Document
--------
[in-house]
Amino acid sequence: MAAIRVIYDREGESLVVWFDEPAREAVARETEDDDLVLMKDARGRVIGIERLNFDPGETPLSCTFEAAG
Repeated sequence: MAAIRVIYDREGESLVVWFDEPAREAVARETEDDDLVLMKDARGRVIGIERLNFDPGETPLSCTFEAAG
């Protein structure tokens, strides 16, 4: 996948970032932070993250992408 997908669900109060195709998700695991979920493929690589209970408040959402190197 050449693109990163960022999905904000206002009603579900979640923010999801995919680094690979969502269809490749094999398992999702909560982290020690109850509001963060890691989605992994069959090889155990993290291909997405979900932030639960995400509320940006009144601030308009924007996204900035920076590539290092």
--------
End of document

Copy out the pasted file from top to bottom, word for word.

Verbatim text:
[in-house]
Amino acid sequence: MAAIRVIYDREGESLVVWFDEPAREAVARETEDDDLVLMKDARGRVIGIERLNFDPGETPLSCTFEAAG
Repeated sequence: MAAIRVIYDREGESLVVWFDEPAREAVARETEDDDLVLMKDARGRVIGIERLNFDPGETPLSCTFEAAG
């Protein structure tokens, strides 16, 4: 996948970032932070993250992408 997908669900109060195709998700695991979920493929690589209970408040959402190197 050449693109990163960022999905904000206002009603579900979640923010999801995919680094690979969502269809490749094999398992999702909560982290020690109850509001963060890691989605992994069959090889155990993290291909997405979900932030639960995400509320940006009144601030308009924007996204900035920076590539290092």